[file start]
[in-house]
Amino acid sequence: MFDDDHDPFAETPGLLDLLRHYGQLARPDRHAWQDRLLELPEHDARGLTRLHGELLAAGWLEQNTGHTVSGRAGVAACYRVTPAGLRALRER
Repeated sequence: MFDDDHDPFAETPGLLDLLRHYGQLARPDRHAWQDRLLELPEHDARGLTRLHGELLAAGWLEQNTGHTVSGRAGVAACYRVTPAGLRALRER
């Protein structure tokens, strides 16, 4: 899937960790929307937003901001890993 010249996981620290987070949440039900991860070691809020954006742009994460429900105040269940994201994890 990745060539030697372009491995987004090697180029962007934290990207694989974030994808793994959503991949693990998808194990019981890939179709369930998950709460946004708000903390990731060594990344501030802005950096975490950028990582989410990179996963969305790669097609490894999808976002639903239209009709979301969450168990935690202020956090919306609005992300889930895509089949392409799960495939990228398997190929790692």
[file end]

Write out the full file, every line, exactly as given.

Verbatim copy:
[in-house]
Amino acid sequence: MFDDDHDPFAETPGLLDLLRHYGQLARPDRHAWQDRLLELPEHDARGLTRLHGELLAAGWLEQNTGHTVSGRAGVAACYRVTPAGLRALRER
Repeated sequence: MFDDDHDPFAETPGLLDLLRHYGQLARPDRHAWQDRLLELPEHDARGLTRLHGELLAAGWLEQNTGHTVSGRAGVAACYRVTPAGLRALRER
């Protein structure tokens, strides 16, 4: 899937960790929307937003901001890993 010249996981620290987070949440039900991860070691809020954006742009994460429900105040269940994201994890 990745060539030697372009491995987004090697180029962007934290990207694989974030994808793994959503991949693990998808194990019981890939179709369930998950709460946004708000903390990731060594990344501030802005950096975490950028990582989410990179996963969305790669097609490894999808976002639903239209009709979301969450168990935690202020956090919306609005992300889930895509089949392409799960495939990228398997190929790692």